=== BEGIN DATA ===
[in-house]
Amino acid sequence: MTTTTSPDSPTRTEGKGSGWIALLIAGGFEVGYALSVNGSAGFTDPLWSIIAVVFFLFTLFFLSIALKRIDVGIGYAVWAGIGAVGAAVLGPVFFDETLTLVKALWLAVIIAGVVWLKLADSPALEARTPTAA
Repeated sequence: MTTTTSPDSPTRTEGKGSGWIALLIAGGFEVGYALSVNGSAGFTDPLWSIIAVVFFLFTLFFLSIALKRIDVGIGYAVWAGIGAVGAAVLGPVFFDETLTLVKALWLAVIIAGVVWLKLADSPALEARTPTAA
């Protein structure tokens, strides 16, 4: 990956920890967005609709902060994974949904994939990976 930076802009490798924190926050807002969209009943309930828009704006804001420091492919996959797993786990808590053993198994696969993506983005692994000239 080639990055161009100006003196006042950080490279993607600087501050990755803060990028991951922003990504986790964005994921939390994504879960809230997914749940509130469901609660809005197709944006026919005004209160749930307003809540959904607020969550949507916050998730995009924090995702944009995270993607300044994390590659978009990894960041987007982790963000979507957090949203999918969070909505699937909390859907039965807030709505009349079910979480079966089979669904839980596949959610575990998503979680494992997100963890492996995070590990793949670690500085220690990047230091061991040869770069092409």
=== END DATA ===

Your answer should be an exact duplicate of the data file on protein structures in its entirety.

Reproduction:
[in-house]
Amino acid sequence: MTTTTSPDSPTRTEGKGSGWIALLIAGGFEVGYALSVNGSAGFTDPLWSIIAVVFFLFTLFFLSIALKRIDVGIGYAVWAGIGAVGAAVLGPVFFDETLTLVKALWLAVIIAGVVWLKLADSPALEARTPTAA
Repeated sequence: MTTTTSPDSPTRTEGKGSGWIALLIAGGFEVGYALSVNGSAGFTDPLWSIIAVVFFLFTLFFLSIALKRIDVGIGYAVWAGIGAVGAAVLGPVFFDETLTLVKALWLAVIIAGVVWLKLADSPALEARTPTAA
């Protein structure tokens, strides 16, 4: 990956920890967005609709902060994974949904994939990976 930076802009490798924190926050807002969209009943309930828009704006804001420091492919996959797993786990808590053993198994696969993506983005692994000239 080639990055161009100006003196006042950080490279993607600087501050990755803060990028991951922003990504986790964005994921939390994504879960809230997914749940509130469901609660809005197709944006026919005004209160749930307003809540959904607020969550949507916050998730995009924090995702944009995270993607300044994390590659978009990894960041987007982790963000979507957090949203999918969070909505699937909390859907039965807030709505009349079910979480079966089979669904839980596949959610575990998503979680494992997100963890492996995070590990793949670690500085220690990047230091061991040869770069092409």